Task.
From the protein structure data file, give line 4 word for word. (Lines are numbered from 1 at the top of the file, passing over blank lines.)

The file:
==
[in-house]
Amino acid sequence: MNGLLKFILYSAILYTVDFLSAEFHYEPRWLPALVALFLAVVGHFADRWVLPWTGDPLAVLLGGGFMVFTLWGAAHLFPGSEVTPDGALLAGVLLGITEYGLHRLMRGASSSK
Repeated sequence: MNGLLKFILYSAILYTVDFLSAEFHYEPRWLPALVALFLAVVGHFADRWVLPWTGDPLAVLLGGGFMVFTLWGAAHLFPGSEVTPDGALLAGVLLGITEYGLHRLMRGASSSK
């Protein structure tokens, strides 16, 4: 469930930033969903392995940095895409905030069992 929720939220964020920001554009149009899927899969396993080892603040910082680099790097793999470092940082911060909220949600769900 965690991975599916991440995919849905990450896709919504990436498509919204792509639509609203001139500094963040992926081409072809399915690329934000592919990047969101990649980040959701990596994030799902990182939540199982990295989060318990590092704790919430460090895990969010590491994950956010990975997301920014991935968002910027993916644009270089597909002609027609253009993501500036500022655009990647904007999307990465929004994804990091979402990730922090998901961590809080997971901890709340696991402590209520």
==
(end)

């Protein structure tokens, strides 16, 4: 469930930033969903392995940095895409905030069992 929720939220964020920001554009149009899927899969396993080892603040910082680099790097793999470092940082911060909220949600769900 965690991975599916991440995919849905990450896709919504990436498509919204792509639509609203001139500094963040992926081409072809399915690329934000592919990047969101990649980040959701990596994030799902990182939540199982990295989060318990590092704790919430460090895990969010590491994950956010990975997301920014991935968002910027993916644009270089597909002609027609253009993501500036500022655009990647904007999307990465929004994804990091979402990730922090998901961590809080997971901890709340696991402590209520």